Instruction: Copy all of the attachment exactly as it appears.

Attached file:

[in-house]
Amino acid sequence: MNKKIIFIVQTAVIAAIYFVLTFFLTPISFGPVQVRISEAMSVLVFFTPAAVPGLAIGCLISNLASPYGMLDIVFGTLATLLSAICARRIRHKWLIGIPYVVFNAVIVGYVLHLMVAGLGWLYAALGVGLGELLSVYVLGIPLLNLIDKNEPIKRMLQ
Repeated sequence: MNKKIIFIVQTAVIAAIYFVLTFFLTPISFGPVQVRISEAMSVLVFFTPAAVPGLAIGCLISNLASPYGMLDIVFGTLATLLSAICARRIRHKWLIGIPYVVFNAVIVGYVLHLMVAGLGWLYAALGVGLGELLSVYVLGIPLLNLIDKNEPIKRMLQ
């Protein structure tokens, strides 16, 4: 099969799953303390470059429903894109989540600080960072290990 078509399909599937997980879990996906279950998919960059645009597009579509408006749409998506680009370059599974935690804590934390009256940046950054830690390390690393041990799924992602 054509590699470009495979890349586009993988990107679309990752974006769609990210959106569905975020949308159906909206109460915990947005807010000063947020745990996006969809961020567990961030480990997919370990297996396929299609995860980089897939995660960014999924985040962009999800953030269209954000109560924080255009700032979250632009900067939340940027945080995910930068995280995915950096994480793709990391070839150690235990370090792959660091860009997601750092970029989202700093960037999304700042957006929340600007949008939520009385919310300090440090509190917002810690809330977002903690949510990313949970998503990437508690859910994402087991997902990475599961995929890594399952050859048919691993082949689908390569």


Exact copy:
[in-house]
Amino acid sequence: MNKKIIFIVQTAVIAAIYFVLTFFLTPISFGPVQVRISEAMSVLVFFTPAAVPGLAIGCLISNLASPYGMLDIVFGTLATLLSAICARRIRHKWLIGIPYVVFNAVIVGYVLHLMVAGLGWLYAALGVGLGELLSVYVLGIPLLNLIDKNEPIKRMLQ
Repeated sequence: MNKKIIFIVQTAVIAAIYFVLTFFLTPISFGPVQVRISEAMSVLVFFTPAAVPGLAIGCLISNLASPYGMLDIVFGTLATLLSAICARRIRHKWLIGIPYVVFNAVIVGYVLHLMVAGLGWLYAALGVGLGELLSVYVLGIPLLNLIDKNEPIKRMLQ
């Protein structure tokens, strides 16, 4: 099969799953303390470059429903894109989540600080960072290990 078509399909599937997980879990996906279950998919960059645009597009579509408006749409998506680009370059599974935690804590934390009256940046950054830690390390690393041990799924992602 054509590699470009495979890349586009993988990107679309990752974006769609990210959106569905975020949308159906909206109460915990947005807010000063947020745990996006969809961020567990961030480990997919370990297996396929299609995860980089897939995660960014999924985040962009999800953030269209954000109560924080255009700032979250632009900067939340940027945080995910930068995280995915950096994480793709990391070839150690235990370090792959660091860009997601750092970029989202700093960037999304700042957006929340600007949008939520009385919310300090440090509190917002810690809330977002903690949510990313949970998503990437508690859910994402087991997902990475599961995929890594399952050859048919691993082949689908390569």